Obviously the challenge with this is getting a large catchment area very high up. I guess you'd need some kind of aerodynamic design like a kite to allow a massive square meter-age to stay aloft during storms.


Rivers collect water over thousands of square miles. Thus turning inches of rainfall into serious amounts of water. Going 10x as high, but collecting 1/1,000,000th the water is not going to provide much power as energy is linear with height. https://en.wikipedia.org/wiki/Drainage_basin

The Hover Dam for example collects water across 167,800 square miles.


One can argue that these dams are already catching rainfall indirectly, from a very large area with very high efficiency.


I suspect theoretical energy generation efficiency is in disproportion to the difference in potentials (IIRC the hotter something is, the more efficiently you can extract energy from it - not more energy, but more in proportion - but IANAexpert).

So while dams may catch rain efficiently, if they were 10x higher perhaps the extra potential energy usable is more than 10x


Dams are very efficient to construct, because you take advantage of natural valleys - erosion has done most of the heavy construction work for you. The catchment area isn't just the surface area of the reservoir, but huge areas of surrounding land. Major hydroelectric reservoirs are unimaginably vast.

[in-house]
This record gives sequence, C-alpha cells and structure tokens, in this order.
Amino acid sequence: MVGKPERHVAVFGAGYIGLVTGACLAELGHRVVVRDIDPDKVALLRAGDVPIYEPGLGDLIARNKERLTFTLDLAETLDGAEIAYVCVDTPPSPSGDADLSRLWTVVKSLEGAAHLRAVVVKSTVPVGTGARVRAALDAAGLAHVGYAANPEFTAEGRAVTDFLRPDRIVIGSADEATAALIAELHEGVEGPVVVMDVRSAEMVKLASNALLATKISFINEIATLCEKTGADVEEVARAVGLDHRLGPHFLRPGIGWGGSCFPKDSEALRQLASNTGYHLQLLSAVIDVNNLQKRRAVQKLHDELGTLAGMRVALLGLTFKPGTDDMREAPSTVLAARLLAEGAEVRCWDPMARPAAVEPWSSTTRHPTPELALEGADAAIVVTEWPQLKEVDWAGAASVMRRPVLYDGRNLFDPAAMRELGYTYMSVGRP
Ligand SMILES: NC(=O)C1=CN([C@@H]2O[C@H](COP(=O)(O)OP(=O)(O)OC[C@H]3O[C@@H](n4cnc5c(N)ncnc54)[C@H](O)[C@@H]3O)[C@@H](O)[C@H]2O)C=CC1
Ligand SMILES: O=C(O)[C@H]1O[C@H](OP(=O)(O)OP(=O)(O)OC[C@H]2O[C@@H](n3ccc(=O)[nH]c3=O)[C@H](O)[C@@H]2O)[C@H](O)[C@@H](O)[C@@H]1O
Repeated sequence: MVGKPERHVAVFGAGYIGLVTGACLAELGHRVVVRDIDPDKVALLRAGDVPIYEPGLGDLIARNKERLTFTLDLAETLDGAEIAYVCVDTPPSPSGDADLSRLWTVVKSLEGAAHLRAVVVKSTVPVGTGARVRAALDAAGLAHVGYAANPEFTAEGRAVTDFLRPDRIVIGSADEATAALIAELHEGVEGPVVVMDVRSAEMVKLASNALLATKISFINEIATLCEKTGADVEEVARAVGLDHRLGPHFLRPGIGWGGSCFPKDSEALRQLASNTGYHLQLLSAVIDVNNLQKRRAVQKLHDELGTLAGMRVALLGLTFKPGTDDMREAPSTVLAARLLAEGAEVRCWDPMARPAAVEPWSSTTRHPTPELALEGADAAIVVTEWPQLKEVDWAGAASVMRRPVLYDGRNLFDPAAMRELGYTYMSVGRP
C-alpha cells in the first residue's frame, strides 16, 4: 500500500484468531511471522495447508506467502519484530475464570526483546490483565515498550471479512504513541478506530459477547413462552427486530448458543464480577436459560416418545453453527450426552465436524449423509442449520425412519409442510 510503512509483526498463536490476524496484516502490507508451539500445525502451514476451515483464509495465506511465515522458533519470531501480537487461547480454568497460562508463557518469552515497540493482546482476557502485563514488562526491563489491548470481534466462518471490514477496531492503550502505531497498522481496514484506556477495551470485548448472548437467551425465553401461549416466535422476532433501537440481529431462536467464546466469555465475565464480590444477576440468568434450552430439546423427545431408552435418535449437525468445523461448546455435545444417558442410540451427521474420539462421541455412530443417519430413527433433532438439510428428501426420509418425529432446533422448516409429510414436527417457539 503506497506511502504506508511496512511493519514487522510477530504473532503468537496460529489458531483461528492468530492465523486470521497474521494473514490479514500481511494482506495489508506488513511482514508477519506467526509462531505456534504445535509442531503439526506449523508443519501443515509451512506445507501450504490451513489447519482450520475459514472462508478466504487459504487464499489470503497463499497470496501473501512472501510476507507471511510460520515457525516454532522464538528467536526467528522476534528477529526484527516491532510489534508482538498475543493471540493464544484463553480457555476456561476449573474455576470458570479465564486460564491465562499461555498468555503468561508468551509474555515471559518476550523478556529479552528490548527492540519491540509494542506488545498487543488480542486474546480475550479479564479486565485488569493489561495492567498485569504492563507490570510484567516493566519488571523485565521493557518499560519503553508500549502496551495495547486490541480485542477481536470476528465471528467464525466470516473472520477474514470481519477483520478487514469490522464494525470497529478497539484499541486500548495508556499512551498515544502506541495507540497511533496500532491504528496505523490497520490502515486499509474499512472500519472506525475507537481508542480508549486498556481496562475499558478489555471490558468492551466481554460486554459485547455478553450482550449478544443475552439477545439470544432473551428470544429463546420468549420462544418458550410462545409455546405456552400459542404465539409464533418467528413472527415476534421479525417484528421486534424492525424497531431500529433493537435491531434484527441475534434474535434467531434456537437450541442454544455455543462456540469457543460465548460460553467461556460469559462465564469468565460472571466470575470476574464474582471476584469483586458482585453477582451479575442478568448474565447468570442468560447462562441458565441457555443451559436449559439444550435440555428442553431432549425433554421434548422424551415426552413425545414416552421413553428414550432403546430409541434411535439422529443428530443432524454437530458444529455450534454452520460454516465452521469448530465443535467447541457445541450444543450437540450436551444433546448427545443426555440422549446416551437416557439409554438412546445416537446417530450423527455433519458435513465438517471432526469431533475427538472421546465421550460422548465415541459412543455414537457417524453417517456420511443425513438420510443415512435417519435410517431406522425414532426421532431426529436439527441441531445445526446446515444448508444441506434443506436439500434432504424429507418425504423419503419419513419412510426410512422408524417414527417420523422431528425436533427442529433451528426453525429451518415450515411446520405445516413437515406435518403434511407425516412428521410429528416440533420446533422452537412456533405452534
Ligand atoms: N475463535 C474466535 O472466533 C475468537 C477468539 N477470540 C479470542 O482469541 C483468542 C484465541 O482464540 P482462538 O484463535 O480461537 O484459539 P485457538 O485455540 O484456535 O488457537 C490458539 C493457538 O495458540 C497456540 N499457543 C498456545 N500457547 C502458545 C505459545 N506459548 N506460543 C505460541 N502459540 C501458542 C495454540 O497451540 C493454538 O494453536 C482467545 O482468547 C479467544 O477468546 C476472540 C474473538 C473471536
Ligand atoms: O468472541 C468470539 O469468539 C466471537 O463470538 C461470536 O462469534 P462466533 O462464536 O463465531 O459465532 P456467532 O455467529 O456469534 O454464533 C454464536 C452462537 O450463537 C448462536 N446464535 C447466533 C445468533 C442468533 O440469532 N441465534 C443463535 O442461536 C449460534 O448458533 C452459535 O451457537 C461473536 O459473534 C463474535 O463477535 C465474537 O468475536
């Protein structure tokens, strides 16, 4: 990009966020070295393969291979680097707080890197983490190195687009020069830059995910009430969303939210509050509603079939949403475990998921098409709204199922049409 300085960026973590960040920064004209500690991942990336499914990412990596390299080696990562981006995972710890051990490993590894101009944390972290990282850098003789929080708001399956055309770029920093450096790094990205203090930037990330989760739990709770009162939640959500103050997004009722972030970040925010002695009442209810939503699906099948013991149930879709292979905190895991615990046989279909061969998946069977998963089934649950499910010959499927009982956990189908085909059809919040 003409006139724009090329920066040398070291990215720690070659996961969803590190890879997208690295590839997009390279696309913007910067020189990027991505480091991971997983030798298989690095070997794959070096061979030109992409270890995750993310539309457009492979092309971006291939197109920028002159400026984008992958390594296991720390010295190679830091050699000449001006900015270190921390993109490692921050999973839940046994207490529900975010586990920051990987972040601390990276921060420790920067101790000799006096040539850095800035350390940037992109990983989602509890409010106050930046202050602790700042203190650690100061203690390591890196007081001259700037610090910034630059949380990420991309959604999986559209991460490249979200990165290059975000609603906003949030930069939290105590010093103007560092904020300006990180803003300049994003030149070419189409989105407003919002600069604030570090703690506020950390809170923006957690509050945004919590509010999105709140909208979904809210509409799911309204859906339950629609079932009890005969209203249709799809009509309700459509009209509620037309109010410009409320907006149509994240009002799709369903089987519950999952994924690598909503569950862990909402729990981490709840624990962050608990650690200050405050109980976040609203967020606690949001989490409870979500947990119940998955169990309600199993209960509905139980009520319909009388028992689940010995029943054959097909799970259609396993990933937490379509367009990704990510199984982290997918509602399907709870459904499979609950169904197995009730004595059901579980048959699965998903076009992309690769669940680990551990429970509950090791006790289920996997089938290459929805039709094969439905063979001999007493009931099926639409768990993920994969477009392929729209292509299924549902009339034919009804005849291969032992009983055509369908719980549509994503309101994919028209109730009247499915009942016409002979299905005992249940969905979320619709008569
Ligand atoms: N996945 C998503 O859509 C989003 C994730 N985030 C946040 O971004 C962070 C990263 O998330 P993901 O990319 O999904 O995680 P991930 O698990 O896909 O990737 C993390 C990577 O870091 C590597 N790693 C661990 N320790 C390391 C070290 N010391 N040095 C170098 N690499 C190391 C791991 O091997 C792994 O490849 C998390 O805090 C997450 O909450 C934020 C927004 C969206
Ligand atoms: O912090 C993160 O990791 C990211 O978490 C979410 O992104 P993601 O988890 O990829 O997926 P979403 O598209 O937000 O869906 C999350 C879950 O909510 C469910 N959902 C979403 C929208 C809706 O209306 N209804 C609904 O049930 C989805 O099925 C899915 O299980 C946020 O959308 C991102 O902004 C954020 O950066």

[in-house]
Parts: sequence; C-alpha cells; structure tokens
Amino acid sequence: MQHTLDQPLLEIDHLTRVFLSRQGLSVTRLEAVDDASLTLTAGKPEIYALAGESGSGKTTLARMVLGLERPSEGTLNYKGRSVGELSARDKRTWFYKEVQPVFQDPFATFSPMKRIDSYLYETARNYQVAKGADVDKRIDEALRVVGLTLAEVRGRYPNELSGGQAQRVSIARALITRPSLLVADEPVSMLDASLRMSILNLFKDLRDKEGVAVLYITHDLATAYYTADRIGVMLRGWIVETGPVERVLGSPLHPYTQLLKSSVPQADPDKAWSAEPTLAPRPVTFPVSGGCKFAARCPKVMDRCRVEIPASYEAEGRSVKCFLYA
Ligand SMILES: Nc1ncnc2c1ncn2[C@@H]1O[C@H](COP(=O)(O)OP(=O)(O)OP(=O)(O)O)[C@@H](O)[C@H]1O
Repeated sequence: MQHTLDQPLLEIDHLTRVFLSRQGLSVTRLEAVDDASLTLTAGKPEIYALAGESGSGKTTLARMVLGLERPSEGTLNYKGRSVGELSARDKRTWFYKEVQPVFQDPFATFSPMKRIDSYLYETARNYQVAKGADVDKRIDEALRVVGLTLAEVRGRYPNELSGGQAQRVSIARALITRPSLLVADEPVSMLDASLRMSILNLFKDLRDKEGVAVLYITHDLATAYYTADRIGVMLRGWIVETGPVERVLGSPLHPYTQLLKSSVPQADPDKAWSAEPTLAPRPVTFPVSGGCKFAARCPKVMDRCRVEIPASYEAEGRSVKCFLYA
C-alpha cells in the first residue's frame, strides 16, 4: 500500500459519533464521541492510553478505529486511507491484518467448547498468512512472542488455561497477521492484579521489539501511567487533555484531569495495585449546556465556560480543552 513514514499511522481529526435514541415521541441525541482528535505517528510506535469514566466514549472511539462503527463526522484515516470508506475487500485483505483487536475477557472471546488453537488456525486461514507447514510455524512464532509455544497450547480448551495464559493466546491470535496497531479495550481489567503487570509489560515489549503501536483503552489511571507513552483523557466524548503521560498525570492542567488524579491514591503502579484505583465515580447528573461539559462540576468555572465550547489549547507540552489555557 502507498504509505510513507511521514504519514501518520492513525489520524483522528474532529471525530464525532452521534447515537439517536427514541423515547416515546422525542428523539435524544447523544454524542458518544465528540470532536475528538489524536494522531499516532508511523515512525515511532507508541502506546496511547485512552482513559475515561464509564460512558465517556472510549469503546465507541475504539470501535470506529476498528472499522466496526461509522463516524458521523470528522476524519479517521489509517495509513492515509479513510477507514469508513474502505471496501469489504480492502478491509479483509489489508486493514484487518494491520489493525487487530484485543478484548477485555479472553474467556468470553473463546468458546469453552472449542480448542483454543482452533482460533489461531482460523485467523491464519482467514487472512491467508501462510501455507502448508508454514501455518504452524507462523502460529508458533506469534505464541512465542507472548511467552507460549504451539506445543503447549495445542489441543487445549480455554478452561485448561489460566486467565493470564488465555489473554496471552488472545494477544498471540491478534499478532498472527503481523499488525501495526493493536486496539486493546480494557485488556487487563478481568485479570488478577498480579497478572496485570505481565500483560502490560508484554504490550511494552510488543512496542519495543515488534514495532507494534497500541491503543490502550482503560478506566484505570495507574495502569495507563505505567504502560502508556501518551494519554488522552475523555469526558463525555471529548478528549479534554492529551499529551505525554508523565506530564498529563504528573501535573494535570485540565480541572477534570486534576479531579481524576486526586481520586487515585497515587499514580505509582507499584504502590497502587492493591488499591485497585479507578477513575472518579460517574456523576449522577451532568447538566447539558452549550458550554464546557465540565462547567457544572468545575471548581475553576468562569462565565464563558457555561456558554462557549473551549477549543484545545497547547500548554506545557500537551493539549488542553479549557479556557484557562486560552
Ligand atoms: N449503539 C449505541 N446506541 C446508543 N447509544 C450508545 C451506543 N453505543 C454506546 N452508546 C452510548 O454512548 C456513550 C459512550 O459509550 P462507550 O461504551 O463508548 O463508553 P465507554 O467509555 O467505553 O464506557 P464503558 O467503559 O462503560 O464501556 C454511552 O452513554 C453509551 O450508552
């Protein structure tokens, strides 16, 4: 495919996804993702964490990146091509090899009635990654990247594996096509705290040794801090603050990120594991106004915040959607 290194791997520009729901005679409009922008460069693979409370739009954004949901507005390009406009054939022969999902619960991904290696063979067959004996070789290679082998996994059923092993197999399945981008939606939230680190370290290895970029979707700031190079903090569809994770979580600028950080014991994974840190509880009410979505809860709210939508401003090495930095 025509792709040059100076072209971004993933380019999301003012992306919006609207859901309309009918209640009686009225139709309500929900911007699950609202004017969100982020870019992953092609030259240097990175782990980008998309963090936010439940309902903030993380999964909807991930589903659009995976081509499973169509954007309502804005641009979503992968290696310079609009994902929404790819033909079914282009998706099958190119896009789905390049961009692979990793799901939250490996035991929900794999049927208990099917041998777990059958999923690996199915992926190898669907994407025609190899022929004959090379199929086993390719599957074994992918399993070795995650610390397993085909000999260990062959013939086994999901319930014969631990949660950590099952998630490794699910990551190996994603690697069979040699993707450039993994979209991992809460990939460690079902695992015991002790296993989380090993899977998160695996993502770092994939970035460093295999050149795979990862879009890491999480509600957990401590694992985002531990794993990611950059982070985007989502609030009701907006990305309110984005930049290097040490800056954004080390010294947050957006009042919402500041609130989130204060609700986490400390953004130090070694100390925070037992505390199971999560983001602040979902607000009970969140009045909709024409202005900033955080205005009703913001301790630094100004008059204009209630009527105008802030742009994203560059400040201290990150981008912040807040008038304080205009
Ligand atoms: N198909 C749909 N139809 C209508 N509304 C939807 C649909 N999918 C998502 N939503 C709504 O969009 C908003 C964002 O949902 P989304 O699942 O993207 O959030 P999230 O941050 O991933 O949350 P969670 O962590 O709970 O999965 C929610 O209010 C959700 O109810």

https://en.wikipedia.org/wiki/List_of_reservoirs_by_volume


Interesting idea. As jdietrich says, I presume the reason we don't see this is simply the question of scale and cost. If you want to catch kilotons of water, a reservoir is far cheaper than an enormous raised platform.

On the flipside, there's the question of how far down you can get the water to drop, before feeding it to your generator. This is something already taken advantage of - https://en.wikipedia.org/wiki/K%C3%B6lnbrein_Dam#Reisseck-Kr...


Some dams use this with their generators being situation in the valley below. I see little point to do this unless you are restricted by some other factor, for example if you are a flat country with no access to natural reservoirs or vertical drops.